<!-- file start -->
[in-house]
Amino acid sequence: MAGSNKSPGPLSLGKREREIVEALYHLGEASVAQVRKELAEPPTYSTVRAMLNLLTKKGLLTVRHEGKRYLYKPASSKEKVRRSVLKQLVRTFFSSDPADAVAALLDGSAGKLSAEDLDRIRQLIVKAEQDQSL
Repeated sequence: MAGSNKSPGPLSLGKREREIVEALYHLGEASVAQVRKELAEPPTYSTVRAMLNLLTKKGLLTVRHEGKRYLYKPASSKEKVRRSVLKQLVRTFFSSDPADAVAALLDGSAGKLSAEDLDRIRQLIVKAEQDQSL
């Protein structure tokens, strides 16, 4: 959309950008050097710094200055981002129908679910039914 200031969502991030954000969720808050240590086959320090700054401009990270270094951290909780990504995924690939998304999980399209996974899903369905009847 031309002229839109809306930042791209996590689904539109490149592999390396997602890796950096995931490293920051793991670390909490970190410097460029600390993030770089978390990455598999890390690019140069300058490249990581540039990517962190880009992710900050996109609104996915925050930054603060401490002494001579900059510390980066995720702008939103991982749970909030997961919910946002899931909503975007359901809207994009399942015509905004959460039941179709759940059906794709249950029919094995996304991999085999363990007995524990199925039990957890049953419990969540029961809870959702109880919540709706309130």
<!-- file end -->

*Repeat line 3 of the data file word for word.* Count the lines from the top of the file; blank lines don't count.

Repeated sequence: MAGSNKSPGPLSLGKREREIVEALYHLGEASVAQVRKELAEPPTYSTVRAMLNLLTKKGLLTVRHEGKRYLYKPASSKEKVRRSVLKQLVRTFFSSDPADAVAALLDGSAGKLSAEDLDRIRQLIVKAEQDQSL